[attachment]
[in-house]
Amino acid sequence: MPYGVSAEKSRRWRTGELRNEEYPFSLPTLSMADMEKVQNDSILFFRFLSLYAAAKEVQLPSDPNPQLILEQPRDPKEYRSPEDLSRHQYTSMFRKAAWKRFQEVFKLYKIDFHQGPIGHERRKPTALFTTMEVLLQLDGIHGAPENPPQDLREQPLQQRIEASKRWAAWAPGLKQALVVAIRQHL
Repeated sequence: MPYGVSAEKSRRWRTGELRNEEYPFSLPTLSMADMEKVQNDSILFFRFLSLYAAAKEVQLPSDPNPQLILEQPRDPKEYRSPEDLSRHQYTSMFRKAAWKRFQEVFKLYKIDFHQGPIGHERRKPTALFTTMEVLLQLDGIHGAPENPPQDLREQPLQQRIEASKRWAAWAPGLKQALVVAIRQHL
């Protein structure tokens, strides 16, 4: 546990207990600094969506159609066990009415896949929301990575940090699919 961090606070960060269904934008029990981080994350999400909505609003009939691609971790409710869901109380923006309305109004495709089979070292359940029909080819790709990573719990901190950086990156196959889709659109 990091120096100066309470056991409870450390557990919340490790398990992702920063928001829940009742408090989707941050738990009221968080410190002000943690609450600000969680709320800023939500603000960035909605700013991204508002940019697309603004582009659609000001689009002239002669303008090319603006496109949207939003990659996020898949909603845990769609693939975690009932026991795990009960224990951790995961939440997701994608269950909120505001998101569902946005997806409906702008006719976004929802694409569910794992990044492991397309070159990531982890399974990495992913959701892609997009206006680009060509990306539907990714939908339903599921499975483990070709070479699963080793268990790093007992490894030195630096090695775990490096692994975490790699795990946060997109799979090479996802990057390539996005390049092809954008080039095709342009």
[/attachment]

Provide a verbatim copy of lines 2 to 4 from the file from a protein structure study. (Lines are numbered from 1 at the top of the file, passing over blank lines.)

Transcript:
Amino acid sequence: MPYGVSAEKSRRWRTGELRNEEYPFSLPTLSMADMEKVQNDSILFFRFLSLYAAAKEVQLPSDPNPQLILEQPRDPKEYRSPEDLSRHQYTSMFRKAAWKRFQEVFKLYKIDFHQGPIGHERRKPTALFTTMEVLLQLDGIHGAPENPPQDLREQPLQQRIEASKRWAAWAPGLKQALVVAIRQHL
Repeated sequence: MPYGVSAEKSRRWRTGELRNEEYPFSLPTLSMADMEKVQNDSILFFRFLSLYAAAKEVQLPSDPNPQLILEQPRDPKEYRSPEDLSRHQYTSMFRKAAWKRFQEVFKLYKIDFHQGPIGHERRKPTALFTTMEVLLQLDGIHGAPENPPQDLREQPLQQRIEASKRWAAWAPGLKQALVVAIRQHL
């Protein structure tokens, strides 16, 4: 546990207990600094969506159609066990009415896949929301990575940090699919 961090606070960060269904934008029990981080994350999400909505609003009939691609971790409710869901109380923006309305109004495709089979070292359940029909080819790709990573719990901190950086990156196959889709659109 990091120096100066309470056991409870450390557990919340490790398990992702920063928001829940009742408090989707941050738990009221968080410190002000943690609450600000969680709320800023939500603000960035909605700013991204508002940019697309603004582009659609000001689009002239002669303008090319603006496109949207939003990659996020898949909603845990769609693939975690009932026991795990009960224990951790995961939440997701994608269950909120505001998101569902946005997806409906702008006719976004929802694409569910794992990044492991397309070159990531982890399974990495992913959701892609997009206006680009060509990306539907990714939908339903599921499975483990070709070479699963080793268990790093007992490894030195630096090695775990490096692994975490790699795990946060997109799979090479996802990057390539996005390049092809954008080039095709342009």